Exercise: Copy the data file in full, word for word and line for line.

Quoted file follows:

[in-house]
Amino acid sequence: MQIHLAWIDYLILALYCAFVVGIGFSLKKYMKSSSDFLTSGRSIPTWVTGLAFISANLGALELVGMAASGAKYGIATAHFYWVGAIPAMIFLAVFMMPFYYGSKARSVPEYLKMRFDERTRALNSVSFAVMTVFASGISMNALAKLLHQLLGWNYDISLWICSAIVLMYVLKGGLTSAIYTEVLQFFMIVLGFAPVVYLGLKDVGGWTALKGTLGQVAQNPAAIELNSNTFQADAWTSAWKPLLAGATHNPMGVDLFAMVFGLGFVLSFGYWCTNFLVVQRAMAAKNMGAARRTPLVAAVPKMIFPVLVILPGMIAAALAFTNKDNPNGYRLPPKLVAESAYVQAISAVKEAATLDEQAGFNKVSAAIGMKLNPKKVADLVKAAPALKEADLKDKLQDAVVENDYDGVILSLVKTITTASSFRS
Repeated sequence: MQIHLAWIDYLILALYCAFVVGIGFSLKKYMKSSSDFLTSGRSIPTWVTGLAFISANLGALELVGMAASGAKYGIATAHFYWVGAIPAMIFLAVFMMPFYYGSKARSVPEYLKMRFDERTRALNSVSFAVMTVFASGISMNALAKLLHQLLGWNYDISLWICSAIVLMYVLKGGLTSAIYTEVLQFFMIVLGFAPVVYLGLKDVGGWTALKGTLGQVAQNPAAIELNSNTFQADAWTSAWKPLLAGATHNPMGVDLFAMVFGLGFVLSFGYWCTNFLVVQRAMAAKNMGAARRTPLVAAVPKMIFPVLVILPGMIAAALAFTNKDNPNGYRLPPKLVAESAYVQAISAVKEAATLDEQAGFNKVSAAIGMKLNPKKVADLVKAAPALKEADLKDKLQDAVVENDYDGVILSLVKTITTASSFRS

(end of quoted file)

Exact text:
[in-house]
Amino acid sequence: MQIHLAWIDYLILALYCAFVVGIGFSLKKYMKSSSDFLTSGRSIPTWVTGLAFISANLGALELVGMAASGAKYGIATAHFYWVGAIPAMIFLAVFMMPFYYGSKARSVPEYLKMRFDERTRALNSVSFAVMTVFASGISMNALAKLLHQLLGWNYDISLWICSAIVLMYVLKGGLTSAIYTEVLQFFMIVLGFAPVVYLGLKDVGGWTALKGTLGQVAQNPAAIELNSNTFQADAWTSAWKPLLAGATHNPMGVDLFAMVFGLGFVLSFGYWCTNFLVVQRAMAAKNMGAARRTPLVAAVPKMIFPVLVILPGMIAAALAFTNKDNPNGYRLPPKLVAESAYVQAISAVKEAATLDEQAGFNKVSAAIGMKLNPKKVADLVKAAPALKEADLKDKLQDAVVENDYDGVILSLVKTITTASSFRS
Repeated sequence: MQIHLAWIDYLILALYCAFVVGIGFSLKKYMKSSSDFLTSGRSIPTWVTGLAFISANLGALELVGMAASGAKYGIATAHFYWVGAIPAMIFLAVFMMPFYYGSKARSVPEYLKMRFDERTRALNSVSFAVMTVFASGISMNALAKLLHQLLGWNYDISLWICSAIVLMYVLKGGLTSAIYTEVLQFFMIVLGFAPVVYLGLKDVGGWTALKGTLGQVAQNPAAIELNSNTFQADAWTSAWKPLLAGATHNPMGVDLFAMVFGLGFVLSFGYWCTNFLVVQRAMAAKNMGAARRTPLVAAVPKMIFPVLVILPGMIAAALAFTNKDNPNGYRLPPKLVAESAYVQAISAVKEAATLDEQAGFNKVSAAIGMKLNPKKVADLVKAAPALKEADLKDKLQDAVVENDYDGVILSLVKTITTASSFRS